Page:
Chrome 50 for desktop saw one of the its biggest revamp in 4 years. This project that spanned across an entire year and for which I was the visual lead consisted in redesigning Chrome core UI from the ground up for all desktop platforms. Starting with Chrome OS, we entirely rethought the way Chrome is implemented, starting by removing any type of bitmap assets such as .png to entirely render it programmatically, which removed a total of ~1200 pngs. Chrome should now scale way better across PPIs, including on Windows when it will be deployed.
In addition, we brought Material motion to the core UI with complex morphing ripples and bubbles burst on the icons. We also created two different layout: One mouse optimized layout and a more spaced-out one that we are calling "hybrid", which will be deployed by default on touch-enabled Chromebooks. The goal of the layout is to enable better touchability without comprimising layout density and productivity.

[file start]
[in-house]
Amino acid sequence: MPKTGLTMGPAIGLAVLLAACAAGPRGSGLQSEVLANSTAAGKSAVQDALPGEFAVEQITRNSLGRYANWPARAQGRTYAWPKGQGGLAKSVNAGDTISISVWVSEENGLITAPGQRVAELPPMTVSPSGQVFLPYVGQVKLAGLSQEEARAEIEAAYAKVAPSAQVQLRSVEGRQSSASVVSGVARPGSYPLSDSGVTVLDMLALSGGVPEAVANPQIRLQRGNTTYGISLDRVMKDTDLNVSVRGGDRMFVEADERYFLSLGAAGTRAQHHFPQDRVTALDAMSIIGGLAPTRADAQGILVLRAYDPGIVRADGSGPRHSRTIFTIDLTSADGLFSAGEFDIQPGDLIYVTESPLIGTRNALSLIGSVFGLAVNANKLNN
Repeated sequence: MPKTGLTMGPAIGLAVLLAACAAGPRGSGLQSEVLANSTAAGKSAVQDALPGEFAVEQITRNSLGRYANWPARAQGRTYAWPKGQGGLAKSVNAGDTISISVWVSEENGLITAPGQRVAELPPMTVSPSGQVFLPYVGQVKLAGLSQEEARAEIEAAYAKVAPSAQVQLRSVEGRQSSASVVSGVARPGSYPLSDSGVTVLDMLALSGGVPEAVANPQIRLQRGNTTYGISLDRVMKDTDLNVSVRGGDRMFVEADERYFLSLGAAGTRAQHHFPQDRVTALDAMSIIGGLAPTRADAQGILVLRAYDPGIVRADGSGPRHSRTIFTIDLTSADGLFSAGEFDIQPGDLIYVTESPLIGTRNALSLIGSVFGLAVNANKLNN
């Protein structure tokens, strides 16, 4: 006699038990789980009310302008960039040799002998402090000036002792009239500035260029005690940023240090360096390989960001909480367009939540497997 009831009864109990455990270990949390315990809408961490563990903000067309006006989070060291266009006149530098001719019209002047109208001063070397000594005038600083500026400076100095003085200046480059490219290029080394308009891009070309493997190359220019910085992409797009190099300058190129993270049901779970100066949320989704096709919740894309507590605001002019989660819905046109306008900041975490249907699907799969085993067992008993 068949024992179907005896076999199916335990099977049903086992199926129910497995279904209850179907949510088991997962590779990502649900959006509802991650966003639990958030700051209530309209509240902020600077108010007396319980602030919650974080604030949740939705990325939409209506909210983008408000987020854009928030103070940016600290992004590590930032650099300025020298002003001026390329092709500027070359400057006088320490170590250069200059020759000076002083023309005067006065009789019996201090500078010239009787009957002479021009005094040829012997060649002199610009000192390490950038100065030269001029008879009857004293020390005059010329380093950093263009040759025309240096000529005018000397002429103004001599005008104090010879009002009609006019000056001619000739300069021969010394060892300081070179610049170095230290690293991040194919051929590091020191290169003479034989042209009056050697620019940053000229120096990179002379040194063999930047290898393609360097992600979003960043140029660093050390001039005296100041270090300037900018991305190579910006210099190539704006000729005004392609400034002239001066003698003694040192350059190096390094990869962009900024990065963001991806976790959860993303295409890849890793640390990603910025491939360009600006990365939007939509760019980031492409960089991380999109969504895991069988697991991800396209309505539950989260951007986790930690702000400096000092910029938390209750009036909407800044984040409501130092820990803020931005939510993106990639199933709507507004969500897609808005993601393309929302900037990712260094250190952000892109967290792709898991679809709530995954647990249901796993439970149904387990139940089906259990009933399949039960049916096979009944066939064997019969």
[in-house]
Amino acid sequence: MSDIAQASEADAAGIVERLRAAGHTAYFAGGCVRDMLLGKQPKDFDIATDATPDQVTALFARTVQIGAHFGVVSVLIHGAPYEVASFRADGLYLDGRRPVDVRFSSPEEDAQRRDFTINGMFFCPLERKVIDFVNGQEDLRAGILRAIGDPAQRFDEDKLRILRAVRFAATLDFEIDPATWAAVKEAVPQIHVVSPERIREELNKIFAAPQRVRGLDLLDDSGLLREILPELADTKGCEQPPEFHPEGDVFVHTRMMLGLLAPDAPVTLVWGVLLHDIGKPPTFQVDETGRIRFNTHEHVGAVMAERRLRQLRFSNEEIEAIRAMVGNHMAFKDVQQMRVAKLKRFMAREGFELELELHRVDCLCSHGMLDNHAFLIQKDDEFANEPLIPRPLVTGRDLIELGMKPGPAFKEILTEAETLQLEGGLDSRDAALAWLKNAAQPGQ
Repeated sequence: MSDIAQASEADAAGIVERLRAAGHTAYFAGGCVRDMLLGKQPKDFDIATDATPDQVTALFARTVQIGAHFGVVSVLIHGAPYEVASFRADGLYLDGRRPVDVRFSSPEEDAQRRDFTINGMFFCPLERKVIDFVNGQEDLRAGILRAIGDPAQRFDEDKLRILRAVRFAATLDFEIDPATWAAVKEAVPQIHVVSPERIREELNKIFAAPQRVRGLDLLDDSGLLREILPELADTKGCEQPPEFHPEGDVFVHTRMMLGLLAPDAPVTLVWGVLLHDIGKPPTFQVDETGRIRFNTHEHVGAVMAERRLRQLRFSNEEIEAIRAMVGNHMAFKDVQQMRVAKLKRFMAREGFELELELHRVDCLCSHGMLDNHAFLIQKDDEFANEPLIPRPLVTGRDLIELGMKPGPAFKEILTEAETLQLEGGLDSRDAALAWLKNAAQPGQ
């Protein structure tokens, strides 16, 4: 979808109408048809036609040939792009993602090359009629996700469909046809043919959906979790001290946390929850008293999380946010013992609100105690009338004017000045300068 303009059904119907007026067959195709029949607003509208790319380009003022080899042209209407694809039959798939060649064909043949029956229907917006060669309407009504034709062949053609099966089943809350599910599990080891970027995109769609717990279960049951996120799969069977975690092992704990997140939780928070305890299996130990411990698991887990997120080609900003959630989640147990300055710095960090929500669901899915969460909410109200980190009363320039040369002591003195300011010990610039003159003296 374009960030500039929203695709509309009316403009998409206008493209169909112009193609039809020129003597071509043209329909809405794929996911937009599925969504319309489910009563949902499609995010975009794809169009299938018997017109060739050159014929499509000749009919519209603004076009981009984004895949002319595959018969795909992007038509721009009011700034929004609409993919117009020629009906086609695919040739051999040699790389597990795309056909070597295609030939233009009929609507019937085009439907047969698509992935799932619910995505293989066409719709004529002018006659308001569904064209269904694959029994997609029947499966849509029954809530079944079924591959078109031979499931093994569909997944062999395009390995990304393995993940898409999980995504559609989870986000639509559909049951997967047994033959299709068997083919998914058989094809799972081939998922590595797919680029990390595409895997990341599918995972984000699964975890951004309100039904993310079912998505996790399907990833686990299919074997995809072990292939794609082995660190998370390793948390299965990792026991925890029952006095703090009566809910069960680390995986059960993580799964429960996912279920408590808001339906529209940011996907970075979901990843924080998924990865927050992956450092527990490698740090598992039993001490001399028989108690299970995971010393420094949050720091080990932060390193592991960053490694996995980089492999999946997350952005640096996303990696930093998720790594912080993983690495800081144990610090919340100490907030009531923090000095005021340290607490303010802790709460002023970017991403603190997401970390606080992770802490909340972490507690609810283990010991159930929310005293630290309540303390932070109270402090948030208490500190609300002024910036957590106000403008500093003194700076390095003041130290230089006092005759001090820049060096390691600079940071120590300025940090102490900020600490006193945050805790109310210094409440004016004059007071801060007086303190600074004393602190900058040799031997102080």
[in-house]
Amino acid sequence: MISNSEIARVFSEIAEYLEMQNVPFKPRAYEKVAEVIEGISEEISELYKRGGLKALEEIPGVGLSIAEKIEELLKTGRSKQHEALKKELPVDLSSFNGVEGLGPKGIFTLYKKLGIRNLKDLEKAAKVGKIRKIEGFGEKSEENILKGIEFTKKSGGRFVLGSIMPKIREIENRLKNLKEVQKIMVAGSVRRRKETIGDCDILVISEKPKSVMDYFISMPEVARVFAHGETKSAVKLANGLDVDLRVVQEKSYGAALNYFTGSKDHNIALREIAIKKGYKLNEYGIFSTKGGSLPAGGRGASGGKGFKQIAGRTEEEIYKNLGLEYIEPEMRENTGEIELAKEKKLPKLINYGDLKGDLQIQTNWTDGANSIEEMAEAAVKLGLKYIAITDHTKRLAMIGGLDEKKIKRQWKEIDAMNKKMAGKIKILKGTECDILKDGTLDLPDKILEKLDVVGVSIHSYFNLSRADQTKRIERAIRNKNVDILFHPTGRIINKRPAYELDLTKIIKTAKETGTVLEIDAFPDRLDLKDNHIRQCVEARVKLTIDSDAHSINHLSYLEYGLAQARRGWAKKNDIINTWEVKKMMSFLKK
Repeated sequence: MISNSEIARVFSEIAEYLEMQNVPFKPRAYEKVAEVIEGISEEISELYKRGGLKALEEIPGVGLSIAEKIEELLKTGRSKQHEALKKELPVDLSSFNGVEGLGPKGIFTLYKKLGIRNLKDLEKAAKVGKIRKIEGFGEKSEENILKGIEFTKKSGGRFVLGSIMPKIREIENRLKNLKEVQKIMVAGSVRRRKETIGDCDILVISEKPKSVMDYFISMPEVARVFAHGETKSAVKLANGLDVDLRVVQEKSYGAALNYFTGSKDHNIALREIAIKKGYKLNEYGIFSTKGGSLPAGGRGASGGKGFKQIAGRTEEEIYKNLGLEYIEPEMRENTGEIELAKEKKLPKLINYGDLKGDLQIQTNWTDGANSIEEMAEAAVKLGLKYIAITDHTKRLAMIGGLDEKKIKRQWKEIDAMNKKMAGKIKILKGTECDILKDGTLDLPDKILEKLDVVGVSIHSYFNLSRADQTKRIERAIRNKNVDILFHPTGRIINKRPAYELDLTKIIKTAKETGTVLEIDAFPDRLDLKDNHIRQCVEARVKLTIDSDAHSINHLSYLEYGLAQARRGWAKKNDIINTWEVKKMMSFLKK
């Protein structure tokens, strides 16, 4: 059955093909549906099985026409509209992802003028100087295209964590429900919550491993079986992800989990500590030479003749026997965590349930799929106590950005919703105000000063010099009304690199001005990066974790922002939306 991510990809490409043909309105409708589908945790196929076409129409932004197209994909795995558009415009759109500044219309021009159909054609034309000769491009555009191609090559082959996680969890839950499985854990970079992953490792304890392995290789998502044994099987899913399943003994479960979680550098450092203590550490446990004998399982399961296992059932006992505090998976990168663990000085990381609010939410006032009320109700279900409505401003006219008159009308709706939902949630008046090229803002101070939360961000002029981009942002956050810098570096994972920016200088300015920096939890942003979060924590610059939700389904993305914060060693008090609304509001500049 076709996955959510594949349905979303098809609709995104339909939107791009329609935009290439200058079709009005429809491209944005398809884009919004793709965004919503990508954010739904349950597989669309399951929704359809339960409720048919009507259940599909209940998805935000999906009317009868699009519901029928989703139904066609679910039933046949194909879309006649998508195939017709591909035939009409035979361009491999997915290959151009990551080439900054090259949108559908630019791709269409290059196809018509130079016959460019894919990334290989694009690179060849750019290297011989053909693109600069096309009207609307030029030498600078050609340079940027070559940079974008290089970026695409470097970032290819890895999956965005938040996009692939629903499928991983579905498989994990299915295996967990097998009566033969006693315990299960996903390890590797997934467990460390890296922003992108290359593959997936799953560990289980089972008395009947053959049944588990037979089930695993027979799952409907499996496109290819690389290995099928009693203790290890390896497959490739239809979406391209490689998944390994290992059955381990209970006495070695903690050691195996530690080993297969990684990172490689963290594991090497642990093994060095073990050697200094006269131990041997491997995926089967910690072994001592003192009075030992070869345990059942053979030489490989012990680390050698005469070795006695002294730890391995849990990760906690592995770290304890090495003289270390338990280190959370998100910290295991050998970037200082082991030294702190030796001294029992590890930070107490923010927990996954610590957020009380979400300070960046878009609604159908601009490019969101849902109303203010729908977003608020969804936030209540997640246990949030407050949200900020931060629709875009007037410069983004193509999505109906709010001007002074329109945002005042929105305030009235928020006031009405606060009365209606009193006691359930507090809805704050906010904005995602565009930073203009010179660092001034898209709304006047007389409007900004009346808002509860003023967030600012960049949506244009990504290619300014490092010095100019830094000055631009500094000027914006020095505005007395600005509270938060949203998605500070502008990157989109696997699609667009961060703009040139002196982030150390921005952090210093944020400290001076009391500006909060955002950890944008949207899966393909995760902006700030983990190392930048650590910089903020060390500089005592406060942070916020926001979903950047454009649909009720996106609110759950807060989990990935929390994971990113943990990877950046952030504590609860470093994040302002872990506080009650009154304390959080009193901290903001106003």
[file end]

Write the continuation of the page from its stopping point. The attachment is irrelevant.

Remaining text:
Also new with Chrome, we introduced a fully re-themed Incognito mode, sporting a beautiful black layout from the tabs to the toolbar and even the NTP and omnibox dropdown.
The Chrome normal layout is the default Chrome UI we've known over the years. Optimized for mouse-only input, it is currently deployed on all desktop platforms. Starting with non-touchscreen Chromebooks, the new Chrome Material version will bring a complete visual refresh to this layout.
Coming with this redesign, the "Hybrid" layout which aims at Hybrid devices such as convertibles and touch-screen enabled computers enables better touchability while compromising as little as possible on productivity. This layout will be deployed first by default on touchscreen Chromebooks only.
Compoents that you can find in both Normal and Hybrid mode. Beside spacing, everything is shared between the two versions, including iconography and motion.